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Old 02-11-2011, 04:46 PM   #16
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Help Removing Mt. Everest Ceiling Texture


You'd need to get it close to flat in order to skim (with regular joint compound) without cracking. Mud isn't intended to fill 1/4' to 1/2" voids. A setting type compound (the real Durabond, not lightweight) would probably work. You can find it at a drywall supply. A drywall power sander (Porter Cable is the most common you can rent) is what you need to try if you're going to sand. You'll need plenty of 80 grit pads if it's been painted. And as "Stoner" mentioned, you need to test for lead based paint. It's highly likely in a house of that era.....

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Old 02-11-2011, 04:59 PM   #17
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Help Removing Mt. Everest Ceiling Texture


Quote:
Bud,

Why won't filling in with mud work?
OK let's get realistic here. First of all working overhead is fatiguing as hell. Nextly running a flat trowel over all of those bumps and humps will only result in more bumps and humps. Nextly that much joint compound will shrink terribly opening up cracks and more issues to deal with. Subsequent applications will be necessary and even then the surface will never get really flat even if at some point you try to sand it. This process just isn't easily do-able.

Why not wet the damned thing and see if it will scrape and stop waffling for now until we know what you are really up against?

If it has been painted one can still slash the finish with a utility knife then wet the surface. The water WILL soak into the material.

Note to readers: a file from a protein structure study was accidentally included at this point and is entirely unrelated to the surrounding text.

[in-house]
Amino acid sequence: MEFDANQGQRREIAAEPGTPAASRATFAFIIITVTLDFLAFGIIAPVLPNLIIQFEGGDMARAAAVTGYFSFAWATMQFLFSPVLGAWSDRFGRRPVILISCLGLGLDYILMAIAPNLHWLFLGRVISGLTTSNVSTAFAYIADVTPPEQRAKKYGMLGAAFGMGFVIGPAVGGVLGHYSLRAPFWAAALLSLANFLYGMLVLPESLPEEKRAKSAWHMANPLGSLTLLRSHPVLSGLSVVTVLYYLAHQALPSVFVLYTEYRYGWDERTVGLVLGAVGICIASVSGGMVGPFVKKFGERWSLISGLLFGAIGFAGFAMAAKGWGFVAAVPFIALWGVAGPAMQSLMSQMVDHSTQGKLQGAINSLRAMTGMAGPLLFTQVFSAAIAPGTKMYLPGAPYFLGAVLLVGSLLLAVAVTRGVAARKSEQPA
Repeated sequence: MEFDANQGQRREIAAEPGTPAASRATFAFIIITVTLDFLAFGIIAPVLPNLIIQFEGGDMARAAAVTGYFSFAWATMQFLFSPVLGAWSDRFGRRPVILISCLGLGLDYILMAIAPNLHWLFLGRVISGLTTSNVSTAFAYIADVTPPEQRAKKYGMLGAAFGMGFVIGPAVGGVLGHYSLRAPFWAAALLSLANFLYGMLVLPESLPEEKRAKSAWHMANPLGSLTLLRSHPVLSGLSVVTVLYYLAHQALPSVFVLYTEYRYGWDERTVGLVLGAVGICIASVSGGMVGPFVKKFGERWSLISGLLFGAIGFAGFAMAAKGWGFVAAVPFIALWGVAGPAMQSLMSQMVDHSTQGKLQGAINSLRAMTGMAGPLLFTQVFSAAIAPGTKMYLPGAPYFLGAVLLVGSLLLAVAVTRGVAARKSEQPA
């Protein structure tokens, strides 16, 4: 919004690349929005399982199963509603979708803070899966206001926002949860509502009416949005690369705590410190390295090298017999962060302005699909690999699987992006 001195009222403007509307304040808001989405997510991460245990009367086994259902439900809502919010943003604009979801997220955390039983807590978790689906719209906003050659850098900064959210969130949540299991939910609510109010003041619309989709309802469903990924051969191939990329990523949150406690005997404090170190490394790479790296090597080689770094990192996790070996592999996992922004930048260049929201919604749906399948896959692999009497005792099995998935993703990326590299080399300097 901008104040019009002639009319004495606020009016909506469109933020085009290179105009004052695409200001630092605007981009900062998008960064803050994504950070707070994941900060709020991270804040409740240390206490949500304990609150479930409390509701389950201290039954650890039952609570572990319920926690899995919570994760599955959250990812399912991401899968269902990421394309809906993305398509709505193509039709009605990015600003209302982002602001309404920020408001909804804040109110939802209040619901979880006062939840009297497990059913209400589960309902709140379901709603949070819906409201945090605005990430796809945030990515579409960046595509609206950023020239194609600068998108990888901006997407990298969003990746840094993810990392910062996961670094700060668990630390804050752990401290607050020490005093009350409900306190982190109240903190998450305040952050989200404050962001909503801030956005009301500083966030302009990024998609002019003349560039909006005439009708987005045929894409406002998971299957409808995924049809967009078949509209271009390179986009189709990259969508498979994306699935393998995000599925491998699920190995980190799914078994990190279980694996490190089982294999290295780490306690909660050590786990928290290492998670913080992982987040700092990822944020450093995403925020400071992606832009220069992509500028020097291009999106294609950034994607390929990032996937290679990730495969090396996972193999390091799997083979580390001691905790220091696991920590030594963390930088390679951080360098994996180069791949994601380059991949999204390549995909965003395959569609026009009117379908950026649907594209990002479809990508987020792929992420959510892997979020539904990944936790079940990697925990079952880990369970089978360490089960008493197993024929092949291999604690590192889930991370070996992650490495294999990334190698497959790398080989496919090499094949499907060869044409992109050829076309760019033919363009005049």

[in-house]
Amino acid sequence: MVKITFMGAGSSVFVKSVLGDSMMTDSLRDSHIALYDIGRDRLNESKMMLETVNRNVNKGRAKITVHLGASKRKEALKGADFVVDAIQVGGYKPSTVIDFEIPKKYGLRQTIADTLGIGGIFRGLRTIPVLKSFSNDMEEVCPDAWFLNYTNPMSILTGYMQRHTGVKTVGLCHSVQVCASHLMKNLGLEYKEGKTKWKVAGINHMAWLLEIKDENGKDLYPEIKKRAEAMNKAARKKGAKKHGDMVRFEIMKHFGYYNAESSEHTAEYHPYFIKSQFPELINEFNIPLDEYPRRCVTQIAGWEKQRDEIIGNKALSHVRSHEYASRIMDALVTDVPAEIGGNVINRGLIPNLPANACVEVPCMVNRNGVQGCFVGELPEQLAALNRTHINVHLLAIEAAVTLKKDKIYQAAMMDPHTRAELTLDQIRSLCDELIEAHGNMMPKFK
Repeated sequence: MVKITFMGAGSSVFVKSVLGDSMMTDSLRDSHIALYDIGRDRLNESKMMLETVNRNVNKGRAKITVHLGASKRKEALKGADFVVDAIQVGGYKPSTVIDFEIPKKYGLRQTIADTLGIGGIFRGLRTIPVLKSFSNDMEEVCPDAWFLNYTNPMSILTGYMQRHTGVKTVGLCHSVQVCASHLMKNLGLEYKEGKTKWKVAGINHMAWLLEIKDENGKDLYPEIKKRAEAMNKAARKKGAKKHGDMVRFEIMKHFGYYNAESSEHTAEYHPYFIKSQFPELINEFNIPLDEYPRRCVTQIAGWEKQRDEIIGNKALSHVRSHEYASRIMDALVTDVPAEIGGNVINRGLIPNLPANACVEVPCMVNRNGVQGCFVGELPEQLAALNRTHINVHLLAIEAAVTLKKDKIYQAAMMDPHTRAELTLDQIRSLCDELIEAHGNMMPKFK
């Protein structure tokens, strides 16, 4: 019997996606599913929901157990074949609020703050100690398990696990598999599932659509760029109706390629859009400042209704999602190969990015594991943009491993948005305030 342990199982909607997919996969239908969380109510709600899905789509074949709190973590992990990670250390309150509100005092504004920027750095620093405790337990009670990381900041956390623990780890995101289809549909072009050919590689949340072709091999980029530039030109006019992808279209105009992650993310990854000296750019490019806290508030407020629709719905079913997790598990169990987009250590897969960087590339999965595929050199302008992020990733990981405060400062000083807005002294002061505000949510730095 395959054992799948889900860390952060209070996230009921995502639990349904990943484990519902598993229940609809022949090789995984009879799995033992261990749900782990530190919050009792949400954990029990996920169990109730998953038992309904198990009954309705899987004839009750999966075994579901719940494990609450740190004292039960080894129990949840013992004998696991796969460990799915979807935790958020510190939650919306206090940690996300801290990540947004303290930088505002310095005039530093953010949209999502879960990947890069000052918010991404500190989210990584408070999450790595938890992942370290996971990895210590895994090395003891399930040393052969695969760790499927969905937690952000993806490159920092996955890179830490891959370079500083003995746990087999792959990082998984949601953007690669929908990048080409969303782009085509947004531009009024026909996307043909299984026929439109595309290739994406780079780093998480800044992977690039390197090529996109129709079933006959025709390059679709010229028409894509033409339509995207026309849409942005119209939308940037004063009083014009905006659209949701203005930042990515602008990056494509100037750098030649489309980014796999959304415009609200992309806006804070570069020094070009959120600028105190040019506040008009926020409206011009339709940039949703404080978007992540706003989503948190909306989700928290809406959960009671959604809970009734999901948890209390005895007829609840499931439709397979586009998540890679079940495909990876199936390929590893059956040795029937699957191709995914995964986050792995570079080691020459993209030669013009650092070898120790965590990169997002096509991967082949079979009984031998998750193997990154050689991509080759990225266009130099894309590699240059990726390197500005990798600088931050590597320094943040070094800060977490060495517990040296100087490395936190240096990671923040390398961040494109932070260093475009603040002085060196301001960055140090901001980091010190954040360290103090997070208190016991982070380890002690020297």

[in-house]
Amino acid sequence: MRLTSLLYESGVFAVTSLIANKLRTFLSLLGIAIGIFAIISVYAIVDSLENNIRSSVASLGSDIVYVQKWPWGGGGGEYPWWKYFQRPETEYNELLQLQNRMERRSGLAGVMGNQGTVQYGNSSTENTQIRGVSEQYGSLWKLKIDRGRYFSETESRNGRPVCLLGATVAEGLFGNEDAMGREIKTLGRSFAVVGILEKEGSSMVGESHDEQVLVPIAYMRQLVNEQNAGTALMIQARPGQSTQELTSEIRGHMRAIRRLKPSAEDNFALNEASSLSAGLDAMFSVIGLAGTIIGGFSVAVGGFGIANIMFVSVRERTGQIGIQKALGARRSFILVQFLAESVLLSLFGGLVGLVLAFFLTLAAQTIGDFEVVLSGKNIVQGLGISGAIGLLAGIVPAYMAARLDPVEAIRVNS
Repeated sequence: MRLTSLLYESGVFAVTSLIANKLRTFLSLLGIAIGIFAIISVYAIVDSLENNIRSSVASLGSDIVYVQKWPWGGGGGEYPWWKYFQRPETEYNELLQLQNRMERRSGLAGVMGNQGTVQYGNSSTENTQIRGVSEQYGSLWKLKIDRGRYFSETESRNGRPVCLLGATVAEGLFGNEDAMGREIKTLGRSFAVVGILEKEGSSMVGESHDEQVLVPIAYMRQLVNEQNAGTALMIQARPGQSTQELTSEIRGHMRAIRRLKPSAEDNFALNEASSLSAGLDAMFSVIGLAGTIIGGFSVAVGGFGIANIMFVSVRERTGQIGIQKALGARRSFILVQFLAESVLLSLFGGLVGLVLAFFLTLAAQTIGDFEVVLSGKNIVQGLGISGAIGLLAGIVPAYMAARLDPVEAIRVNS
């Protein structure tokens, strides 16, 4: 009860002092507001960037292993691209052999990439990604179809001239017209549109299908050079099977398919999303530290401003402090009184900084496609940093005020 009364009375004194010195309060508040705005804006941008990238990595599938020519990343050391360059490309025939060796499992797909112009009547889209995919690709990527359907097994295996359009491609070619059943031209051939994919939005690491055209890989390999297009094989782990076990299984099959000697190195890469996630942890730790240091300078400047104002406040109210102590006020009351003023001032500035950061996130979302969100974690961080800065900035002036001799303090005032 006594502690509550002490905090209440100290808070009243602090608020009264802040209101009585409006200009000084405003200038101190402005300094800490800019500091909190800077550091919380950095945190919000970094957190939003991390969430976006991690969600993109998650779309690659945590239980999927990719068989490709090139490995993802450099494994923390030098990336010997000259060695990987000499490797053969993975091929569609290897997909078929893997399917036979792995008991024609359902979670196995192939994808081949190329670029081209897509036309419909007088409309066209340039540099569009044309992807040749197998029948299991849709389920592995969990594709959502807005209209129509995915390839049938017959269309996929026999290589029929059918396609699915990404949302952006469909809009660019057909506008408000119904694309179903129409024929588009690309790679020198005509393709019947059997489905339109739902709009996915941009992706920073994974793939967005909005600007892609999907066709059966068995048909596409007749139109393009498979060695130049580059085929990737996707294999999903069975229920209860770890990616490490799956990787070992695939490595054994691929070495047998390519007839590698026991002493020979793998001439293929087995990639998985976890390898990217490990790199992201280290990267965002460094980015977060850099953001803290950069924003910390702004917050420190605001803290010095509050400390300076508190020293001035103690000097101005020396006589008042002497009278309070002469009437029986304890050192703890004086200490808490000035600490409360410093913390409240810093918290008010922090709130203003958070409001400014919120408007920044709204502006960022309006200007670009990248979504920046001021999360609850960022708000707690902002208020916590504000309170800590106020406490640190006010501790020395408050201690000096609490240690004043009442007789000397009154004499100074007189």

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Old 02-11-2011, 07:39 PM   #18
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Help Removing Mt. Everest Ceiling Texture


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Why not wet the damned thing and see if it will scrape and stop waffling for now until we know what you are really up against?

If it has been painted one can still slash the finish with a utility knife then wet the surface. The water WILL soak into the material.
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Old 02-12-2011, 12:03 AM   #19
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Help Removing Mt. Everest Ceiling Texture


If the texture dates back to the time the house was built, it's likely plaster/vermiculite based, not your average acoustical spray. Water WON'T work unless you get it wet enough to affect the integrity of the plaster underneath.
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Old 02-12-2011, 01:58 PM   #20
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If the texture dates back to the time the house was built, it's likely plaster/vermiculite based, not your average acoustical spray. Water WON'T work unless you get it wet enough to affect the integrity of the plaster underneath.
There is an abundance of truth to that comment but I doubt that is the case here. The way it is described by the OP it sounds as if it is a home grown DIY project from years past.

The thing to do is test the theories and see what's there. This speculating isn't resolving anything.
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Old 02-14-2011, 09:18 AM   #21
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Originally Posted by captainehh View Post
I don't plan to be in the house more than 5 years so am not worried a ton about cracking.
So captain, if you arent worried about cracking, why are you even worried about the ceiling. 5 years is plenty for me to not deal with this issue if you are moving. Just deal with the ceiling. What you have on your hands is a huge pain in the , and not worth your sweat and injuries.
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Old 02-15-2011, 11:47 PM   #22
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Help Removing Mt. Everest Ceiling Texture